Jungs Theory Of Personality

The Swiss-born psychiatrist/psychoanalyst Carl Gustav Jung (1875-1961) first met Sigmund Freud in 1907 and was soon named Freud's successor ("my crown prince") by Freud, but by 1914 Jung and Freud parted company - never to see one another again -essentially due to theoretical differences concerning the interpretation of psychoanalysis, the influence of determinism on personality (Freud asserted that personality was basically set or determined in the first few years of childhood; Jung maintained that personality was more malleable and changeable in later life by future goals), and the concepts of libido (Freud stated that it was "sexual energy," whereas Jung regarded it as a generalized "life energy") and unconscious (Freud stated that it was the prime source of motivation with oneway master control over one's conscious thoughts and behavior; Jung partitioned it into the "personal" and "collective" unconscious where life's experiences are progressive and more flexibly selected and guided under their influence; cf., Jung's principle of psychosyn-thesis - the unification of various components of the unconscious, dreams, fantasies, and instincts with the personality; Jung used the term "constructive" as opposed to Freud's term "reductive" in this unification process). Jung's psychic energy theory of personality, psychoanalysis, and therapeutic practice became widely known as analytical psychology, wherein he formulated his unique notions about the myths and symbols that people have used throughout centuries of recorded history (e.g., the term mana denotes a supernatural life force, usually originating from the spirit world and that may be concentrated in other people or objects and inherited/transmitted between people, conferring ritual power or high social status; numinosum - Jung's term for a type of involuntary mystical/religious experience, or dynamic agency/effect, not caused by an arbitrary act of will, whereby the individual is seized and controlled by the force/energy whatever its causes; uroboros -an ancient circular symbol depicting a snake or dragon swallowing its own tail, and represents unity/infinity; this symbol was interpreted by Jung as a metaphor for early development where the infant does not distinguish the feeder from the fed or love from aggression; biological memory - the notion that humans inherently have a memory of the history of the race, a memory that is not typically available to them; and mnemic theory - states that heredity is a form of memory based on inherited "engrams"). The structure of "total personality" (i.e., the mind or psyche) in Jung's theory consists of a number of differentiated, but interacting, systems: the ego or conscious mind; the personal unconscious or repressed, suppressed, ignored, or forgotten experiences that may form "complexes;" and the collective, transpersonal unconscious or storehouse of latent memory traces inherited from one's ancestral past. The notion of indi-viduation is defined by Jung as the process of coming to "selfhood" or the tendencies toward "self-actualization." The theory of the collective unconscious is one of the most original and controversial features of Jung's personality theory (cf., psychoid - Jung's term applied to the collective unconscious, and which cannot be perceived or represented directly, in contrast to the perceptible psychic phenomena; and mediumistic hypothesis - posits that schizophrenics are close to the collective unconscious and, thereby, are in a position to see and accept the course of events and indications of their disintegration). One of the components of the collective unconscious (or "objective psyche") is called archetypes (other names for this component are dominants, primordial images, imagoes, mythological images, and behavior patterns), which are universal ideas that are emotion-laden and create images/visions that correspond allegedly to some aspect of the conscious situation in normal waking life (cf., theory of phylogenesis -refers to the origin and biological development of a species as a whole, but Jung extended this theory within psychology to include the development of the psyche and archetypes; the theory of racial memory/unconscious - holds that people inherit the common body of experiences and memories of all past humans, and that in human consciousness such elements continue from generation to generation; thus, humans not only inherit their physical aspects from their ancestors, but their memories as well). Other components of the collective unconscious are called the persona -the masked or public face of personality; the anima and animus - a bisexual aspect where the feminine archetype in men is the anima, and the masculine archetype in women is the animus (cf. Jung's use of the term syzygy - the juxtaposition of opposites, or a pair of oppo-sites, especially the anima and animus; the term derives from astronomy, in which the Earth and the moon lie in a straight line on opposite sides of the sun; Jung was impressed by the apparent ubiquity of cultural symbols of syzygy, such as the Chinese complementary principles of the universe called "yin" and "yang," or the melding of a man and woman into a "divine couple"); the shadow - the animal instincts that humans have inherited in their evolution from lower life forms and that may be manifested as recognition of original sin, the devil, or an enemy (Jung's term inflation of consciousness refers to the expansion of a person's consciousness beyond its normal limits stemming from identification with an archetype, the persona, or a famous person that results in an exaggerated sense of importance that may be compensated for by feelings of inferiority); and the self - comprising all aspects of the unconscious, it attempts to achieve equilibrium, integration, individua-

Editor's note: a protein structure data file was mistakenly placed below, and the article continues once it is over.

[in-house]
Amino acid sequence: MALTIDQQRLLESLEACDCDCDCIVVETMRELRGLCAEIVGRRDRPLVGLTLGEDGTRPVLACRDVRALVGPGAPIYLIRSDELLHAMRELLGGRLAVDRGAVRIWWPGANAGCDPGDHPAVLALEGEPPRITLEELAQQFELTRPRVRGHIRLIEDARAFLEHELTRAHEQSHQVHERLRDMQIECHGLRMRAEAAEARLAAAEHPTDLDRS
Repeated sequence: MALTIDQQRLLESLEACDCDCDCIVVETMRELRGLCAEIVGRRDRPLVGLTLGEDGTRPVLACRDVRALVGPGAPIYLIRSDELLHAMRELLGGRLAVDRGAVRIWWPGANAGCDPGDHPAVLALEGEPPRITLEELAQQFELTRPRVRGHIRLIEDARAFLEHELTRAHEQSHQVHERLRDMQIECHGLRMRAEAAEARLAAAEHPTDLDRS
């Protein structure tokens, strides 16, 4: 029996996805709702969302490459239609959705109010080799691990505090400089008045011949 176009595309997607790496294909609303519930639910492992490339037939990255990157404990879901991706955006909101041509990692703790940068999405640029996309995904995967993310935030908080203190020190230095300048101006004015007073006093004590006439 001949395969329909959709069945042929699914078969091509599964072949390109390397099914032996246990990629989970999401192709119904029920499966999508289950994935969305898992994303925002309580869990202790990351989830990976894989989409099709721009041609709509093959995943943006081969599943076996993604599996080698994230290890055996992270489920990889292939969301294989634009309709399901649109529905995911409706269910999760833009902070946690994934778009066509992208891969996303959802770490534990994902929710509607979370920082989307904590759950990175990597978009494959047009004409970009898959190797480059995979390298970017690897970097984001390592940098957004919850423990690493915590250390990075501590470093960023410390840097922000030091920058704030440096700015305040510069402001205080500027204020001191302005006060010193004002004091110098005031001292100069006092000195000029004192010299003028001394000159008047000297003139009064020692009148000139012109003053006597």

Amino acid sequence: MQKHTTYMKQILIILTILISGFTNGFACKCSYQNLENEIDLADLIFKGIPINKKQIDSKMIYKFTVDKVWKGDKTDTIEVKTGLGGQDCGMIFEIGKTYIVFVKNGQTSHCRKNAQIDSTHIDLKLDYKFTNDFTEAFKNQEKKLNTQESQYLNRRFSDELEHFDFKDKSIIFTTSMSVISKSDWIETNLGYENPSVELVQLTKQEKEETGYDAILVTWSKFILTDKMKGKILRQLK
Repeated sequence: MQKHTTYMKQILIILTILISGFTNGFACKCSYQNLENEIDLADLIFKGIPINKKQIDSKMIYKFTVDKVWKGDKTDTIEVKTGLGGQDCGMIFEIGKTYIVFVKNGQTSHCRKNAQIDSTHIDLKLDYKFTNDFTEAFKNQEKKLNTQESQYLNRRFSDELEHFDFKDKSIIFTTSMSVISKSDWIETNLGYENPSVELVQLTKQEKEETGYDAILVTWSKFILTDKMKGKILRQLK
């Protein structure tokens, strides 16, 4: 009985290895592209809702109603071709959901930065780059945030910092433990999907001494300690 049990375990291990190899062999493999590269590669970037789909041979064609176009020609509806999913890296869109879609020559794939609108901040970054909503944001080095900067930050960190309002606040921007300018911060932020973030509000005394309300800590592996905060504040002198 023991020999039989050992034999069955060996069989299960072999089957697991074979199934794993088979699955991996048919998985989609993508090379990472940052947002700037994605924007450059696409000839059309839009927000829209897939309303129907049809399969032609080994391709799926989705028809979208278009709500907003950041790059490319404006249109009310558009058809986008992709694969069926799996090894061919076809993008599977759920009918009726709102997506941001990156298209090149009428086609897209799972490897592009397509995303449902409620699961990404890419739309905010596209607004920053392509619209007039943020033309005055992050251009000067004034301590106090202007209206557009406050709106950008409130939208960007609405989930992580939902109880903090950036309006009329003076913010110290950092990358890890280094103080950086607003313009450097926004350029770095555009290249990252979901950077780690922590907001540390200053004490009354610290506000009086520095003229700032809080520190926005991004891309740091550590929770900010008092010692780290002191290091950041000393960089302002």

tion, self-actualization, and unity, and is expressed in the symbols of the mandala and the circle. According to Jung, the well-adjusted person is one who seeks a compromise between the demands of the collective unconscious and the actualities of the external world. Jung also distinguishes between the extraversion attitude - orientation of the person toward the external/objective world, and the introversion attitude - orientation of the person toward the internal/subjective world. He describes four fundamental psychological types/functions/styles: thinking (ideational), feeling (evaluative), sensing (perceptual), and intuiting (unconscious or subliminal) aspects of processing information in the world [cf., the Myers-Briggs Type Indicator - developed in 1943 and named after the American writer Isabel M. Myers (1897-1980) and her mother, the self-taught American psychologist Katharine E. Briggs (1875-1968), designed to implement/measure Jung's theory of functional types; cf., clouding effect - a tendency for people who are classified as different functional types to have problems understanding each other where, allegedly, women and men differ in their communication "styles"]. Jung wrote broadly on such diverse topics as mythology, symbols, occult sciences, word associations, religion, dreams, telepathy, clairvoyance, spiritualism, and flying saucers. Jung borrowed concepts from the physical sciences (e.g., the principles of equivalence, entropy, and synchronicity in chemistry and physics) in describing the psychodynamics of personality. The principle of entropy - as adapted by Jung [the term entropy, originally coined by the German physicist Rudolf J. E. Clausius (18221888), refers to a measure of the degree of disorder of a closed system and relates to the second law of thermodynamics in physics] -states that the distribution of energy in the psyche seeks an equilibrium or balance. When Jung asserted that self-realization is the goal of psychic development, he meant that the dynamics of personality move toward a perfect balance of forces. The principle of equivalence states that if energy is expended in bringing about a certain condition, the amount expended will appear somewhere else in the system. This principle is similar to the first law of thermodynamics in physics [this law was discovered by the Ger-man physician/physicist Julius Mayer (1814-1878) and states that when a system changes from one state to another, energy is converted to a different form but the total energy remains unchanged/conserved; this law virtually makes a "perpetual-motion" device theoretically impossible], and to Hermann von Helmholtz's (1821-1894) adaptation in psychology of the physical principle of the conservation of energy. The principle of synchronicity is a general statement concerning event interpretation that applies to events that occur together in time but that are not the cause of one another. Jung borrowed the principle of enantio-dromia from the Greek philosopher Heraclitus (c. 540-c. 480 B.C.), which refers to the notion that everything eventually changes into its opposite, and which Jung described as the principle that governs all cycles of natural life, both large and small. Today, in spite of a few detractors and a lack of contact with scientific psychology, Jungian theory seems to have a number of devoted proponents and admirers throughout the world, and his influence has spread into many extrapsychological disciplines, including history, literature, literary criticism, anthropology, religion, and philosophy, among others. Perhaps Jung's analytical psychology has been dismissed by many psychologists because his theories are based on psychoanalytical and clinical findings (which include mythical and historical sources) rather than on experimental research. It may be suggested that what Jungian theory needs to make it more acceptable to scientific psychology is to test experimentally some of his hypotheses. See also ANAGOGIC THEORY; ANIMISM THEORY; DETERMINISM, DOCTRINE/THEORY OF; FREUD'S THEORY OF PERSONALITY; PERSONALITY THEORIES; THERMODYNAMICS, LAWS OF.